“Stay here. I’m going to book us a room.” Marc didn’t wait for my answer. He instead went to the desk and started chatting in French with the desk clerk. I noticed he paid in cash and refused concierge help.
We took the elevator to our room in stony silence. Marc didn’t seem to want to talk, and I felt foolish for having been tricked by Mary, or whatever her real name was. When we entered the small sleeping space, the color scheme took me aback with its lavender walls and pale blue carpeting. There were deep purple curtains and white, carved furniture near the bed, where more purple made an appearance in the form of quilts and pillows.
“Barney would love this room,” I muttered, collapsing onto the bed with a grunt.
Marc was still tense, and he peered out the window, staring down at the busy street. He seemed withdrawn, and I tried not to take it personally. I reminded myself that this was how he was when he was in work mode. And if he hadn’t been in work mode at the train station, I’d be dead.
When he finally left the window, he peeled off his jacket and stood at the foot of the bed, studying me in silence.
“Are you mad at me?” I asked. It was pretty obvious from the stern set of his jaw he wasn’t happy with me.
“I told you not to trust anybody.”
He squinted. “But you thought you knew best?”
“No… I just…” I shrugged. “She was middle-aged, and she spoke English.”
“She also speaks Russian, German, Cantonese, and Arabic. Just ask her last victims. Oh, wait, that’s right, you can’t. They’re fucking dead.”
I turned on my side, feeling nauseated, and I hugged my knees to my chest. “I’m not used to this shit.” I was beginning to understand why maybe Marc wasn’t always warm and fuzzy. In his world, making friends could get you killed.
“That’s why it’s even more important that you do as I say. I am used to this shit.” His tone was impatient. “If you ignore the things I tell you, I can’t protect you.”
“It was a mistake.”
“Yeah. A big one.”
“Understood,” I snapped as the tension crackled between us.
He raked a hand through his hair as he paced back and forth. “Just because you’re homesick and someone speaks English, that doesn’t make them trustworthy.”
“I get it. Okay?
” I covered my face with my hands and sighed. “Jesus Christ, I won’t ever talk to anyone ever again.” My voice was muffled and shaky.
I could feel him still watching me for a few seconds, and then he sighed and the mattress compressed as he sat behind me on the bed. Another long exhale, and he climbed on the bed and spooned me, his strong arms wrapping me close to his hard body. Even though I knew he was frustrated with me, I felt instantly better at his touch. He grazed the nape of my neck with his warm lips, and his heated breath made my stomach flutter.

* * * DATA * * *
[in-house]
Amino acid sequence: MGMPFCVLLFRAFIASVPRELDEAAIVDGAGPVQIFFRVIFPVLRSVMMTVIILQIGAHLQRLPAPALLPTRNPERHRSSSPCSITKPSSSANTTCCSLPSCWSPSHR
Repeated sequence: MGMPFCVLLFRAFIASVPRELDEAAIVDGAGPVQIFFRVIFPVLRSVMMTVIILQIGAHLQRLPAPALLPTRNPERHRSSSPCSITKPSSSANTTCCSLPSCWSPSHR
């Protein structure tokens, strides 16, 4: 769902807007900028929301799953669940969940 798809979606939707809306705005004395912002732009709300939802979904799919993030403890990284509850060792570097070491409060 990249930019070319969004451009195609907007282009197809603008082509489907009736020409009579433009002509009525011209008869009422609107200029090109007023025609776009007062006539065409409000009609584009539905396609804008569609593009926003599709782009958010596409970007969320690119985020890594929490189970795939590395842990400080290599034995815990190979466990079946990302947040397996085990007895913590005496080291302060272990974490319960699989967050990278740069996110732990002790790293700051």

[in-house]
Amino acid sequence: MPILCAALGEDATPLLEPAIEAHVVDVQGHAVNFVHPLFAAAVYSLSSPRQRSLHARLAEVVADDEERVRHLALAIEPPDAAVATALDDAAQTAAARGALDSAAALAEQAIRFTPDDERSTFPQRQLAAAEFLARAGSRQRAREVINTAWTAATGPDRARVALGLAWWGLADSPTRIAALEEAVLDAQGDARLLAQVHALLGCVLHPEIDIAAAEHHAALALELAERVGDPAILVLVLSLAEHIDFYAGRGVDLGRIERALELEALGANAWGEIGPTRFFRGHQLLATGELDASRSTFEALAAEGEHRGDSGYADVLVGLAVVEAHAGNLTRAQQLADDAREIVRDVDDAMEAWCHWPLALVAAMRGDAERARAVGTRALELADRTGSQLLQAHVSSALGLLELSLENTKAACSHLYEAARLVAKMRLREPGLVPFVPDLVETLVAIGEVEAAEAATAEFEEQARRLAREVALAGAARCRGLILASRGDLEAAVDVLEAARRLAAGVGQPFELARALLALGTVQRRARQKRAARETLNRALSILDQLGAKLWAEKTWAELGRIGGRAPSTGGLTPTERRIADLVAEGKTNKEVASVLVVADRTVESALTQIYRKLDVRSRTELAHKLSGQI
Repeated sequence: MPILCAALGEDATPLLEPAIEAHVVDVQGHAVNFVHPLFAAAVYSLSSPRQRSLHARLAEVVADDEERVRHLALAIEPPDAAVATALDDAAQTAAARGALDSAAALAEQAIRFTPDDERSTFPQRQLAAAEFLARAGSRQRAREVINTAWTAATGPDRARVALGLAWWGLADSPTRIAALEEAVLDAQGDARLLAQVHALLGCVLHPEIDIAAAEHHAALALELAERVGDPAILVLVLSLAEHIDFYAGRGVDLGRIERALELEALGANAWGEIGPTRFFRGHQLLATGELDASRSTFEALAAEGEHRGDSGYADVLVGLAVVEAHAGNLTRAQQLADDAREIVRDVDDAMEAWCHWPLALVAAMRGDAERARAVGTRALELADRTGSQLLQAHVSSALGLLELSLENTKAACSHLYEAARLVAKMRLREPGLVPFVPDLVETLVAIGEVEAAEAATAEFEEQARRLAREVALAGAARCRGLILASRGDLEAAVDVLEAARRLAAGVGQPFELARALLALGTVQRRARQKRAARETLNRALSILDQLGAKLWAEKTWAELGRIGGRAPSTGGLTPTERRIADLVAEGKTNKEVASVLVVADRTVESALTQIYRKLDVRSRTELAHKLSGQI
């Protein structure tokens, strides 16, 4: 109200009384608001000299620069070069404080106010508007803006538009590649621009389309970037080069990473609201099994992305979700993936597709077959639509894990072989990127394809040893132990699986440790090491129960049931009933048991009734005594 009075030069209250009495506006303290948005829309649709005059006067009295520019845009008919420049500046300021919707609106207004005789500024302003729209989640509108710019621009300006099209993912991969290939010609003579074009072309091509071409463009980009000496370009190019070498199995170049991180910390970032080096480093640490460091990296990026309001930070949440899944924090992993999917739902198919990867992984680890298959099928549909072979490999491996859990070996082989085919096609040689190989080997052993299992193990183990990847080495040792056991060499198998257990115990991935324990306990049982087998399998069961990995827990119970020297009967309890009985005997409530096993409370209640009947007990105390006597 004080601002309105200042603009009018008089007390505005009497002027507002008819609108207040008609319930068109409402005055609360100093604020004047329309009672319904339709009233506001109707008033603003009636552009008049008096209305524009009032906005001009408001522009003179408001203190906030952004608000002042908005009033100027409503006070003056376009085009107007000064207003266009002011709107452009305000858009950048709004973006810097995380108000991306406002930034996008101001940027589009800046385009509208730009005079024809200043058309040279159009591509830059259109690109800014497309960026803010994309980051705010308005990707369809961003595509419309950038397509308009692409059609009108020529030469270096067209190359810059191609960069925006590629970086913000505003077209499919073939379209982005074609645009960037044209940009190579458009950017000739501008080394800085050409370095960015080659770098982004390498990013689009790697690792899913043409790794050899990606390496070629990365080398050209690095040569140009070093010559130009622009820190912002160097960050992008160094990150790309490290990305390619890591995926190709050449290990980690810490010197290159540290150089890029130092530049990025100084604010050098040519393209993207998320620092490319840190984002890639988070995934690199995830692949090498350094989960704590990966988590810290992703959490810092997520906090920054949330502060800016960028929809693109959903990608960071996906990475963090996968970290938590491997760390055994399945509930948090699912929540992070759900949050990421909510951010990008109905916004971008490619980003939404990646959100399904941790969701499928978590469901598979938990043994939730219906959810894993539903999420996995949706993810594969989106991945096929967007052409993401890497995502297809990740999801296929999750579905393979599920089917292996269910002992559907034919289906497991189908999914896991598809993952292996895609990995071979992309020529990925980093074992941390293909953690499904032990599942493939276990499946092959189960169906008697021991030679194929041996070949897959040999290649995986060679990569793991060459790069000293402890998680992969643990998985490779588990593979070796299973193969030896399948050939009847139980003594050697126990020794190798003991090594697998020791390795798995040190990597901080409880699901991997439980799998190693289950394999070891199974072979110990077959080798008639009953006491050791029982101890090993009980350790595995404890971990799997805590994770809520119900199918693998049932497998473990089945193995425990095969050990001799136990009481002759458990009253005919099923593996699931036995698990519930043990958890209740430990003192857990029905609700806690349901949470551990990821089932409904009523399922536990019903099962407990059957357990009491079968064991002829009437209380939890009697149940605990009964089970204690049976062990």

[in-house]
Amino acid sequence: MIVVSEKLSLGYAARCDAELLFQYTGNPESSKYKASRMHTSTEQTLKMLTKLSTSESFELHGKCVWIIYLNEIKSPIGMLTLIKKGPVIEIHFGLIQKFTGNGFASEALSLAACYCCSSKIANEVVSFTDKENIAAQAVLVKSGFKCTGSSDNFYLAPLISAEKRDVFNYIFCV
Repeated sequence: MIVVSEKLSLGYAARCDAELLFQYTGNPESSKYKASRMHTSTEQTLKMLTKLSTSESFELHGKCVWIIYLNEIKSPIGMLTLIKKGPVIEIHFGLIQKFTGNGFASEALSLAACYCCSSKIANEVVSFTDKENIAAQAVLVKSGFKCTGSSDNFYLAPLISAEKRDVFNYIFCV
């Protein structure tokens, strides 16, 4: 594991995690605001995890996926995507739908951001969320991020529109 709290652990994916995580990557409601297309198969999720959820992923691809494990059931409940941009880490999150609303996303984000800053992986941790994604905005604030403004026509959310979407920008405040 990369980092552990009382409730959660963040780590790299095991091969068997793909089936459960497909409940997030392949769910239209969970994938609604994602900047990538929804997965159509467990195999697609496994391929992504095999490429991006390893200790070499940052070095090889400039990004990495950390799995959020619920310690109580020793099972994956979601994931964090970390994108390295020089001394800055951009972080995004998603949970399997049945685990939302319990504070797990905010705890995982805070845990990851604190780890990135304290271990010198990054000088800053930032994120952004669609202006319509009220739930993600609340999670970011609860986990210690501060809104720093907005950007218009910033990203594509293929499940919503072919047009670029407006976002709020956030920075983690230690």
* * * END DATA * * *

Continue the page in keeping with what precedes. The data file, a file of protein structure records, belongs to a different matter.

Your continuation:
“It’s okay, Dillon.” He sounded husky.
I covered his hands with mine, gaining comfort from his touch. “I’m sorry.”
“I know.” He sighed. “I keep forgetting what a softhearted person you are. But you have to realize that conniving people will use your kindness to hurt you.”
I squeezed my eyes shut, trying to forget the image of Mary sprawled on the ground. I was confused about what I felt. Yes, she’d tried to murder me, but I kept remembering her little affectionate stories about her brother and her friend who’d hurt herself contra dancing. She’d been so warm and friendly, it was hard to reconcile her with the killer she apparently was. “Is she dead?”
He was quiet for a second, and then he said, “I hope so. You do not want that bitch coming after you angry. Trust me.”
I swallowed against the bile that wanted to rise in my throat. “Are we safe here?”
“We aren’t safe anywhere at the moment.” He pulled me tighter. “But I don’t think they’ll expect us to have checked into a hotel so close to the train station. The smart thing to do would have been to get the hell out of the area. That’s certainly my first instinct. Hopefully not performing predictably will save our asses.”
“We’re hiding in plain sight?”
“Yeah.” He nestled his knees behind mine, and my entire body warmed with arousal. “Just long enough for them to leave the immediate area.”
“How did they find us in Nice?” I hoped that talking would keep my lust for him in check. All he had to do was touch me, and I was turned on.